What do you do when your check engine light suddenly flashes on to your dashboard? Like most people you probably head to a local tire shop or dealer to ask them why it came on. If you are especially ambitious/cheap you might head to an auto parts store and use and OBD-II monitor to check what error code made the light come on and what the error code means. Automotive component manufacturer Delphi’s new device, called Vehicle Diagnostics by Delphi, promises to do away with both those annoying errands PLUS allow you to turn your smartphone into a key fob PLUS enable geofencing and speed alerts PLUS live tracking. Here is a full list of the features:
- Access to your family vehicles anywhere and anytime with smartphone or web browser
- Decode Vehicle Health Issues
- Vehicle Status/Alerts
- Trip Log
- Key fob on phone
- Teen Driver Geofence and Overspeed Notification E-mails
- Live Tracking
- Direct Connect (over Bluetooth®)
- Self-installed “plug-and-play”
- Secure and encrypted
- Compatible with most vehicles sold in the US from year 1996 and onward
So how does this little device no bigger than garage door opener provide you with total vehicle diagnostics? It does it by plugging in to your car’s OBD-II port. This data connection is commonly located in the driver’s foot well, and it is this connection that professional mechanics plug into to help determine what is wrong with your vehicle. Your car’s central computer can detect problems and (while turning on the check engine light) output a special code to tell once-rare and expensive devices what is wrong. Delphi’s device promises to make these devices available for consumers less familiar with these isoteric devices.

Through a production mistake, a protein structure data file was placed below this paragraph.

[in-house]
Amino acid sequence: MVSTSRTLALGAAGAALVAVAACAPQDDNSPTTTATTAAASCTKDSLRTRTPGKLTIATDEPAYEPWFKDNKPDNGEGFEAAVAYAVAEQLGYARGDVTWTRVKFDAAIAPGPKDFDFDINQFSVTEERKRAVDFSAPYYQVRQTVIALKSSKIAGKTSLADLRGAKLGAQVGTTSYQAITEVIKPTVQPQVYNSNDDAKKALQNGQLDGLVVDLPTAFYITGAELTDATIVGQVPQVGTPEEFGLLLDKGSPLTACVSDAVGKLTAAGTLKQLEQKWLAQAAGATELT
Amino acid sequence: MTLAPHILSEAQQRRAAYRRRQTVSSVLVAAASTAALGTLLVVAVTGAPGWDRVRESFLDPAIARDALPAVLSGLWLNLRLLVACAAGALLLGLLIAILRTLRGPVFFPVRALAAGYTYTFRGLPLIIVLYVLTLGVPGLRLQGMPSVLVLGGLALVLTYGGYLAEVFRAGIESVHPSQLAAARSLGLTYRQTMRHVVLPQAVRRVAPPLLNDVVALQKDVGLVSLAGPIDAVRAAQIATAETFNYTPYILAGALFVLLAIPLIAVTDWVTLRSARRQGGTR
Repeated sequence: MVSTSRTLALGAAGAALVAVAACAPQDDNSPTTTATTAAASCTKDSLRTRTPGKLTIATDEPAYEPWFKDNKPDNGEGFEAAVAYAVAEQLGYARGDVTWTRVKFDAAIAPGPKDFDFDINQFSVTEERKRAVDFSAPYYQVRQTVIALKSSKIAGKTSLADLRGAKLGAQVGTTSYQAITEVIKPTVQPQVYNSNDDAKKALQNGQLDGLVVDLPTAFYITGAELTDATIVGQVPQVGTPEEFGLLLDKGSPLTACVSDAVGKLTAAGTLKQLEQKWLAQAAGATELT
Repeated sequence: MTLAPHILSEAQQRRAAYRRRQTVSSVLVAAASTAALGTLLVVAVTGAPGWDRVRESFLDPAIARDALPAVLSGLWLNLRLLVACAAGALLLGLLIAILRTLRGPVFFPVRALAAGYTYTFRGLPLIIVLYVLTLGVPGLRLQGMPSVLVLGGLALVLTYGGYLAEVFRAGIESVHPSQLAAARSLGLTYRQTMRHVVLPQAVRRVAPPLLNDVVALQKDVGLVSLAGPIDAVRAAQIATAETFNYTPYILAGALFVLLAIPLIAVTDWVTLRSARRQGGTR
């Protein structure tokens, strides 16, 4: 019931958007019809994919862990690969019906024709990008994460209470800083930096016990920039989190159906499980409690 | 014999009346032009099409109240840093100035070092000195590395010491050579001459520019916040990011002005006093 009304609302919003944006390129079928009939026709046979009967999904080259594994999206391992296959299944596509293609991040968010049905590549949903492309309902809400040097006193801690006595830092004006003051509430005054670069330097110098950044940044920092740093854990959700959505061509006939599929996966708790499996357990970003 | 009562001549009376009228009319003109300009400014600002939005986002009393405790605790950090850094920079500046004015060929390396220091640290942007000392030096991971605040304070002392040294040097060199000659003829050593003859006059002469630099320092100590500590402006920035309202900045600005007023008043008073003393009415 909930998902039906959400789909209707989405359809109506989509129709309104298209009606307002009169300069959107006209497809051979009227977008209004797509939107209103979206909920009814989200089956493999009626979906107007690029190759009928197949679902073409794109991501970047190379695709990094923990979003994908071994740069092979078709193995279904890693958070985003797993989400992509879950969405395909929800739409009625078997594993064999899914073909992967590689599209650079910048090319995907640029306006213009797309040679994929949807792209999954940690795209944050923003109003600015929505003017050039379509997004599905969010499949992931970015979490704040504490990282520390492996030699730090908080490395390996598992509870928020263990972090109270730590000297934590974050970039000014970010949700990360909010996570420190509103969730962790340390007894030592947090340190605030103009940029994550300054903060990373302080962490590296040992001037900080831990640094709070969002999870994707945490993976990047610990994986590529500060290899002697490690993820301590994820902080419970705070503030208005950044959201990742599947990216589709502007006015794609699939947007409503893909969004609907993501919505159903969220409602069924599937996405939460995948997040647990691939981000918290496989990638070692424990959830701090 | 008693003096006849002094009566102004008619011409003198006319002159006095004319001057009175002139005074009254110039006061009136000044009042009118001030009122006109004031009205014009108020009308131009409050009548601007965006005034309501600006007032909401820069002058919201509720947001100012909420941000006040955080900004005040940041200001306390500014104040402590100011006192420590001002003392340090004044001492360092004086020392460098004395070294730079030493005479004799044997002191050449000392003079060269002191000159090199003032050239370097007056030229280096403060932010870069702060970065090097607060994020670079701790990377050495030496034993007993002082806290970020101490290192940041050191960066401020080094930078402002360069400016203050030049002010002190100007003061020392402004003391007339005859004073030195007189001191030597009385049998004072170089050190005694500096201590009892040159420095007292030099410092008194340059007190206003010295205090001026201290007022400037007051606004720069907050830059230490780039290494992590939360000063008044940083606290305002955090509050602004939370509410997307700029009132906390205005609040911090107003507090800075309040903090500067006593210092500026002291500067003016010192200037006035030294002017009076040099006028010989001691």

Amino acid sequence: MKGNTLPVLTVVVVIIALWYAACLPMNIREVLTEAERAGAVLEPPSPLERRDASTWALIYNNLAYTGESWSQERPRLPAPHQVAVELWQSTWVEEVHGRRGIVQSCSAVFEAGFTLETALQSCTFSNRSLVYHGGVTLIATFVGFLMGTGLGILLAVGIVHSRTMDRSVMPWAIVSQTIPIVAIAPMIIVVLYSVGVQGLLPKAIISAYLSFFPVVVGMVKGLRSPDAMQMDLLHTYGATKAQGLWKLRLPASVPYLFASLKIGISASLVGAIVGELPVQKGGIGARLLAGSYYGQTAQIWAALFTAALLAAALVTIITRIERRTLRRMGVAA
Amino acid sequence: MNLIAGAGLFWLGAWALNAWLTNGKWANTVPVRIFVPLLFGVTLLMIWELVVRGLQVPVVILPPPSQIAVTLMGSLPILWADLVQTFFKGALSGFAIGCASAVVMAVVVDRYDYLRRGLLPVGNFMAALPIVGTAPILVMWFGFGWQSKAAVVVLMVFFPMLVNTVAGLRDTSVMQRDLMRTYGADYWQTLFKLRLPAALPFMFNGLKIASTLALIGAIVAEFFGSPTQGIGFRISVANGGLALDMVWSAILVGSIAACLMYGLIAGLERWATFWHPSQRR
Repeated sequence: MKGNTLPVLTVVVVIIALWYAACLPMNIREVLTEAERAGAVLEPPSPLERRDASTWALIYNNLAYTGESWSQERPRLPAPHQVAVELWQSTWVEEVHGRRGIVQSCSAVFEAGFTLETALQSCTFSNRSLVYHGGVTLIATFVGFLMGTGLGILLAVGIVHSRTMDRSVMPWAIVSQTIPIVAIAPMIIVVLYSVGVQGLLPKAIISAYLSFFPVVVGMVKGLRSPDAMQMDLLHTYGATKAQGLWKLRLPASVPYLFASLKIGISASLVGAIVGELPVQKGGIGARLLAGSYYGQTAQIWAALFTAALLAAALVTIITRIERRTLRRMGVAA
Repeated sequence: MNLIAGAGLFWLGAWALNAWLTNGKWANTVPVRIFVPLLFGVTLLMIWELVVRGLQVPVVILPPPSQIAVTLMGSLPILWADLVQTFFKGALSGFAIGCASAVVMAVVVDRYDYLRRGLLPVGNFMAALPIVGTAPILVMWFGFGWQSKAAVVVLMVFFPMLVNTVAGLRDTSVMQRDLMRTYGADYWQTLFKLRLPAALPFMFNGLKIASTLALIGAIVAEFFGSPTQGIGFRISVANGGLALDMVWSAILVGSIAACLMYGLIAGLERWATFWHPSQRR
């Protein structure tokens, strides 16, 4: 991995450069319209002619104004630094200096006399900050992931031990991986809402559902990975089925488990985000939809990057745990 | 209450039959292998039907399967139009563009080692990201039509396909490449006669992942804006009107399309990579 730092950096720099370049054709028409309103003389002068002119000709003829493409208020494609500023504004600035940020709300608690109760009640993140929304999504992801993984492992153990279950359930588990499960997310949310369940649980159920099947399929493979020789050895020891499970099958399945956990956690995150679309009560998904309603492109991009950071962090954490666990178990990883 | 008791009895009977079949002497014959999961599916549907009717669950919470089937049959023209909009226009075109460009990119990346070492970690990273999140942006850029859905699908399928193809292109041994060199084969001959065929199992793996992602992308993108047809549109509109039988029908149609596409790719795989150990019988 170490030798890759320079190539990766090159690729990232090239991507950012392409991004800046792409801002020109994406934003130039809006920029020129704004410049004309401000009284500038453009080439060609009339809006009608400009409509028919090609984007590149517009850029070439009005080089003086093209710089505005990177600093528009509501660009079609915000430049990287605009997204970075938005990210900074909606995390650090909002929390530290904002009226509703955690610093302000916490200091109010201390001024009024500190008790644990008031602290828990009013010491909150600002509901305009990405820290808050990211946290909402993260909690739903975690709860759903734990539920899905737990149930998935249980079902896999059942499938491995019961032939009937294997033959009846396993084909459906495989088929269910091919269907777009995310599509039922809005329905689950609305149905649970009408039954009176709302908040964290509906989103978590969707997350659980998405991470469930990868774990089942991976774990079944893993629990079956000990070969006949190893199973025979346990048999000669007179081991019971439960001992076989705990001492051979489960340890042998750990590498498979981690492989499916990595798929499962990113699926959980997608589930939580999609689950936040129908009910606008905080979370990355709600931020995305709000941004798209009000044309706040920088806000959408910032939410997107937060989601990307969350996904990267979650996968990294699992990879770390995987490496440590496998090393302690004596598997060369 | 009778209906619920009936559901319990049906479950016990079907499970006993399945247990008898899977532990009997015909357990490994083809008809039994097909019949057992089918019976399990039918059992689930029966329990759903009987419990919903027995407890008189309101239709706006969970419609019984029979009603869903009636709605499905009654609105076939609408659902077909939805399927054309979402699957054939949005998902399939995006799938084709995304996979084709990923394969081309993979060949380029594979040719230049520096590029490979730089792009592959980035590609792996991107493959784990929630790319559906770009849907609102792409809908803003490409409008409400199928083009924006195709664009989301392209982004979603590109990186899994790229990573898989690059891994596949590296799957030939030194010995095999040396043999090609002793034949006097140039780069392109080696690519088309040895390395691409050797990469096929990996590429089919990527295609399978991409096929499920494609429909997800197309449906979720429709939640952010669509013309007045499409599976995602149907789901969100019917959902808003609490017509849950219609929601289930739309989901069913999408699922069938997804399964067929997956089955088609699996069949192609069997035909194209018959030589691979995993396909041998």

That consumer friendliness comes at a cost however. The Vehicle Diagnostics by Delphi costs $250 plus a $35 activation fee. That initial cost covers you for the devices wireless transmitting service for two years, with the device’s service costing $5/mo after that. Believe it or not, that is more expensive than a tradition OBD-II monitor. The Delphi device is sure to be more user friendly however, with special consideration for less mechanically inclined consumers.